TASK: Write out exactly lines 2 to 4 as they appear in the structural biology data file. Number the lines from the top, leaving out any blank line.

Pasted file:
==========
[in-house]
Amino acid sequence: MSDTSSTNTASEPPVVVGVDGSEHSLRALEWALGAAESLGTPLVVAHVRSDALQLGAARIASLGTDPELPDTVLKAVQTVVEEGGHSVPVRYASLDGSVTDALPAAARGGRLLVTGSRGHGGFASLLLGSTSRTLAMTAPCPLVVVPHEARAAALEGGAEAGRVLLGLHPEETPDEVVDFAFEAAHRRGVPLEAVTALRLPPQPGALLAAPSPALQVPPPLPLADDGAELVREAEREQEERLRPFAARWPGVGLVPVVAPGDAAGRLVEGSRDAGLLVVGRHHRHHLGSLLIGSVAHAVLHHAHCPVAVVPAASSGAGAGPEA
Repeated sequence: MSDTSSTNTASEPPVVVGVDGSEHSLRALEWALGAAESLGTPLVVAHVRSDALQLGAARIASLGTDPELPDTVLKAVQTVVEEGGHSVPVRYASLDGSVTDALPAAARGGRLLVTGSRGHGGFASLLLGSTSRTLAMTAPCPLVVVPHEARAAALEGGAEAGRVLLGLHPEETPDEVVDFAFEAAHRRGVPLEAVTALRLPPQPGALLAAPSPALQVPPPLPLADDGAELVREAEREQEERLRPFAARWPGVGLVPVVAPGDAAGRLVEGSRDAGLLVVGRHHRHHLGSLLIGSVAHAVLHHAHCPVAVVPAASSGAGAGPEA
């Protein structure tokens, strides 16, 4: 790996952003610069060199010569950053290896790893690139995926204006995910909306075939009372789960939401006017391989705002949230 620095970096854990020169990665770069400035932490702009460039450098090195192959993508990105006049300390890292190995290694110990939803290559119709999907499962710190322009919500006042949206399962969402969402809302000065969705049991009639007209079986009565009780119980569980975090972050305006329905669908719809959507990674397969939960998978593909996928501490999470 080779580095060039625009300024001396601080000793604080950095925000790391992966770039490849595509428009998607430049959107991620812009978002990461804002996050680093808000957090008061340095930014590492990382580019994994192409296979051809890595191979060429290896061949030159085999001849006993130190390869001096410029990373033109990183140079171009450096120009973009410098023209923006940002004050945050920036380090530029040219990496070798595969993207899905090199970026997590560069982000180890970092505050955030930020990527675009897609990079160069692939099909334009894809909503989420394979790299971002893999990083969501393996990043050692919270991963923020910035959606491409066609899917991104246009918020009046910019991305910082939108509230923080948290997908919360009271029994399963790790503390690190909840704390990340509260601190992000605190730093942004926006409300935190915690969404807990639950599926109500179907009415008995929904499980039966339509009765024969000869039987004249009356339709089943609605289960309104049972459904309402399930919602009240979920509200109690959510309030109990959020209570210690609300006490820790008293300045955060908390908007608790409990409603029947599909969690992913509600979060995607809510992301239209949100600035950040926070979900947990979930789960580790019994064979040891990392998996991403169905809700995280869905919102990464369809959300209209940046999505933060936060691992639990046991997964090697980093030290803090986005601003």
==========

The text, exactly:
Amino acid sequence: MSDTSSTNTASEPPVVVGVDGSEHSLRALEWALGAAESLGTPLVVAHVRSDALQLGAARIASLGTDPELPDTVLKAVQTVVEEGGHSVPVRYASLDGSVTDALPAAARGGRLLVTGSRGHGGFASLLLGSTSRTLAMTAPCPLVVVPHEARAAALEGGAEAGRVLLGLHPEETPDEVVDFAFEAAHRRGVPLEAVTALRLPPQPGALLAAPSPALQVPPPLPLADDGAELVREAEREQEERLRPFAARWPGVGLVPVVAPGDAAGRLVEGSRDAGLLVVGRHHRHHLGSLLIGSVAHAVLHHAHCPVAVVPAASSGAGAGPEA
Repeated sequence: MSDTSSTNTASEPPVVVGVDGSEHSLRALEWALGAAESLGTPLVVAHVRSDALQLGAARIASLGTDPELPDTVLKAVQTVVEEGGHSVPVRYASLDGSVTDALPAAARGGRLLVTGSRGHGGFASLLLGSTSRTLAMTAPCPLVVVPHEARAAALEGGAEAGRVLLGLHPEETPDEVVDFAFEAAHRRGVPLEAVTALRLPPQPGALLAAPSPALQVPPPLPLADDGAELVREAEREQEERLRPFAARWPGVGLVPVVAPGDAAGRLVEGSRDAGLLVVGRHHRHHLGSLLIGSVAHAVLHHAHCPVAVVPAASSGAGAGPEA
């Protein structure tokens, strides 16, 4: 790996952003610069060199010569950053290896790893690139995926204006995910909306075939009372789960939401006017391989705002949230 620095970096854990020169990665770069400035932490702009460039450098090195192959993508990105006049300390890292190995290694110990939803290559119709999907499962710190322009919500006042949206399962969402969402809302000065969705049991009639007209079986009565009780119980569980975090972050305006329905669908719809959507990674397969939960998978593909996928501490999470 080779580095060039625009300024001396601080000793604080950095925000790391992966770039490849595509428009998607430049959107991620812009978002990461804002996050680093808000957090008061340095930014590492990382580019994994192409296979051809890595191979060429290896061949030159085999001849006993130190390869001096410029990373033109990183140079171009450096120009973009410098023209923006940002004050945050920036380090530029040219990496070798595969993207899905090199970026997590560069982000180890970092505050955030930020990527675009897609990079160069692939099909334009894809909503989420394979790299971002893999990083969501393996990043050692919270991963923020910035959606491409066609899917991104246009918020009046910019991305910082939108509230923080948290997908919360009271029994399963790790503390690190909840704390990340509260601190992000605190730093942004926006409300935190915690969404807990639950599926109500179907009415008995929904499980039966339509009765024969000869039987004249009356339709089943609605289960309104049972459904309402399930919602009240979920509200109690959510309030109990959020209570210690609300006490820790008293300045955060908390908007608790409990409603029947599909969690992913509600979060995607809510992301239209949100600035950040926070979900947990979930789960580790019994064979040891990392998996991403169905809700995280869905919102990464369809959300209209940046999505933060936060691992639990046991997964090697980093030290803090986005601003």